For Maria evacuees, a stable address is the first step out of crisis

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Luis Angel Chaparro Crespo, 16, watches the trains go by from the window of his apartment on the sixth floor of the Harrison Homes in North Philadelphia.

Luis Angel Chaparro Crespo, 16, watches the trains go by from the window of his apartment on the sixth floor of the Harrison Homes in North Philadelphia. He and his parents left Puerto Rico after Hurricane Maria because he needed surgery that could no longer be provided at home. (Emma Lee/WHYY)

This story originally appeared on PlanPhilly.

 

The Chaparro Crespo family have been through a lot in the past seven months. Hurricane Maria left their town of San Sebastian, located in Puerto Rico’s northwest region, without power and basic services for months. Their two-story concrete house survived the storm. But what made Marta Crespo, 51, and Angel Chaparro, 49, leave the island was their fourth and youngest son. Luis Chaparro Crespo,16, has multiple spine and brain disorders, including kyphoscoliosis and hydrocephalus. After Maria, doctors told the family to move their son here, so he could continue to get the daily medical attention he needs. Luis also needs surgery to drain liquid from his brain. Getting that in storm-ravaged Puerto Rico would have been impossible.

After raising about $10,000 for traveling to treat Luis — asking for money from people in their community and through the local church — the three of them came to Philadelphia on December 13th, leaving two daughters and a son, and their whole extended family behind.

The first two weeks they stayed with Chaparro’s cousin, who they call their angel because she has helped them ever since. And then, they rented an apartment. But after five months of bills and no time to find a job, their funds were quickly disappearing.  That’s when they turned to the Greater Philadelphia Long-Term Recovery Committee, a group of organizations and city agencies specially created to help Puerto Rican evacuees.

“We told them that we were running out of money paying for rent, and electricity, and all the trips to the hospital,” Crespo said.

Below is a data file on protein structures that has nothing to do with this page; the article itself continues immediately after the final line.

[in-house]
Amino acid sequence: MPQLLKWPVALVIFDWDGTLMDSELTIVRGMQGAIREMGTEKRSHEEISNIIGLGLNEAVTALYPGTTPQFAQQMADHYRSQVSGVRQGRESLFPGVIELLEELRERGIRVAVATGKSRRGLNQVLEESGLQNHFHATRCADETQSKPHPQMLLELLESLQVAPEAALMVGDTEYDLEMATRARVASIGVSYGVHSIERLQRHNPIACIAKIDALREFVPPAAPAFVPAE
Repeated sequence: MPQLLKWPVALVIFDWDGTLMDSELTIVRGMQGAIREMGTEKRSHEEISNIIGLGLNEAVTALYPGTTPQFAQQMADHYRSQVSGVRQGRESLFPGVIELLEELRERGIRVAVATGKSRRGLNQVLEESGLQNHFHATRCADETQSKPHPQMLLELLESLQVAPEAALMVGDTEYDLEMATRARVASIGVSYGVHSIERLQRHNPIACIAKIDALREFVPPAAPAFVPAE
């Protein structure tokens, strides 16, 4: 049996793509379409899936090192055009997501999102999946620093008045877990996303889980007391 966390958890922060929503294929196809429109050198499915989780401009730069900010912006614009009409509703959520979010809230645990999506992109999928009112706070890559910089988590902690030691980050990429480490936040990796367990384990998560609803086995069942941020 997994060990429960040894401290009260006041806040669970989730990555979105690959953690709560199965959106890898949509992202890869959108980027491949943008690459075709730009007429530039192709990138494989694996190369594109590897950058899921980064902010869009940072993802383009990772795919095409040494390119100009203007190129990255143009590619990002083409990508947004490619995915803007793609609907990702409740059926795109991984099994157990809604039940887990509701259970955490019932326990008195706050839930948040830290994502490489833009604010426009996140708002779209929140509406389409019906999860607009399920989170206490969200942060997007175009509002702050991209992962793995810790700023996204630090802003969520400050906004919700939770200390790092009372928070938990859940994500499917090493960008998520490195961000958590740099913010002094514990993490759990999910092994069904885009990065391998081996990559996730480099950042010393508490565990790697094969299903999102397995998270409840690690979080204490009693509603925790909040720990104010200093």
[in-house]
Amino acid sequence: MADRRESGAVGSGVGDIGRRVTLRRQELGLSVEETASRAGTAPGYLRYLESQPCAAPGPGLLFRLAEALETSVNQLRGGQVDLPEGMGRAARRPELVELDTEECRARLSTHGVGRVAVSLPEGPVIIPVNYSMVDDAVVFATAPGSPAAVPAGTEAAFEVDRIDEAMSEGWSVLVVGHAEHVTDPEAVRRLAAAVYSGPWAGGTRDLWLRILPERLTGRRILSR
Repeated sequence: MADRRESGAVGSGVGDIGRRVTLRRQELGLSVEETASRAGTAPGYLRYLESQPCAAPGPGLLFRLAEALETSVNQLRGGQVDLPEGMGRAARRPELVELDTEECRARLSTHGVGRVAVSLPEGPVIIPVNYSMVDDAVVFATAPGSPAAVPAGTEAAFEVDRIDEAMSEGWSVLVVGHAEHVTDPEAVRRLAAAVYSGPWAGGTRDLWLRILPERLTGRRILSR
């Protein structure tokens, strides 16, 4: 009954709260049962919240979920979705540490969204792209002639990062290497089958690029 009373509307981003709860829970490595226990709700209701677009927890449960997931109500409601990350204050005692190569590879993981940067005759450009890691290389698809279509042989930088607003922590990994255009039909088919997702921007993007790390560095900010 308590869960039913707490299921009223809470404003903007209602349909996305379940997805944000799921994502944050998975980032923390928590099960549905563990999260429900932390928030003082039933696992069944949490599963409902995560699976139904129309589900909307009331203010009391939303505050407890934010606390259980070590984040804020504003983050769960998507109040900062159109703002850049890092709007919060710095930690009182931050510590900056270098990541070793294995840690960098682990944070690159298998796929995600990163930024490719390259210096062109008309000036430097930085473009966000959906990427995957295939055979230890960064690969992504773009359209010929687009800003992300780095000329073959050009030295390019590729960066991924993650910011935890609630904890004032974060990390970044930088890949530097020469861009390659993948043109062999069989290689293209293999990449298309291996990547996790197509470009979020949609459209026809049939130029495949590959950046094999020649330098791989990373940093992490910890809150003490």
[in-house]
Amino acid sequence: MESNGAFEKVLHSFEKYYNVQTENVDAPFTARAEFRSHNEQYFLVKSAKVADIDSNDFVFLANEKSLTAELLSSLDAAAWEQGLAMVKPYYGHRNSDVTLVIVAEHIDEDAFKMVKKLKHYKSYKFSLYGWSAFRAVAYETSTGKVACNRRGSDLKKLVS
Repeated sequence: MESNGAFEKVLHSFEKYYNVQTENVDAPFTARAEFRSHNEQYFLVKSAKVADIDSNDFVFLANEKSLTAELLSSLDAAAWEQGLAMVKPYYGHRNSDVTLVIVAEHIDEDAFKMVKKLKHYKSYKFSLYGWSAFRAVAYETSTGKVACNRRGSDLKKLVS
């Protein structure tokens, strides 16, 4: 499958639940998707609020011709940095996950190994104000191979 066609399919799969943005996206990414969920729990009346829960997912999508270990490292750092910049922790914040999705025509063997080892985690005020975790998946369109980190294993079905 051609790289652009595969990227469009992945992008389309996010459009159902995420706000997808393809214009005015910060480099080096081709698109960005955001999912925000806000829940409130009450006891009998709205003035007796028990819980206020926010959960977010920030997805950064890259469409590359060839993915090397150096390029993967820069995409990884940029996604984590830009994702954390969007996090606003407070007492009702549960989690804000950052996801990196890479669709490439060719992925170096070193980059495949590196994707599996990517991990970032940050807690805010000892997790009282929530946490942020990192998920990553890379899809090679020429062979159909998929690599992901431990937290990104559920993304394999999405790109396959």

Almost eight months after the storm, about 60 Puerto Rican evacuee families like the Chaparros are still struggling to meet basic needs. But now, the committee that is helping Luis, Marta and Angel has the funds — and a plan — to help them find permanent housing and get settled. It comes after months of pressuring state and local agencies and organizing on the ground.

For the Chaparro Crespo family, relief came in in the form an apartment provided by the Philadelphia Housing Authority. Seven other evacuee families are also being located in PHA properties, according to the agency.

“Thank god for housing that helped us, and we were lucky because they called us fast — and we got it,” said Marta Crespo

Angel Chaparro and Marta Crespo left Puerto Rico with their son, Luis, because the boy needed surgery. (Emma Lee/WHYY)

After living in a one-bedroom apartment for months, the Chaparros can’t believe their new apartment on the sixth floor of Harrison Plaza in North Philadelphia has so much space. They share two decent-sized rooms, and more importantly, an adapted bathroom that makes it easier for them and their son. They only moved in two Saturdays ago, but the apartment is completely set up and decorated with red sofas and curtains, two standing lamps, a wooden coffee table, cabinet, and dining table. They got everything, plus the beds for $100, they said. Plastic red flowers lay on top of the dining table, and family pictures scatter the walls.

“This was a blessing, it’s so comfortable,” said Chaparro in Spanish. “I would never imagine we would find anything like this. Because it’s a process, there’s a lot of people waiting in line, and look where we are in five months!”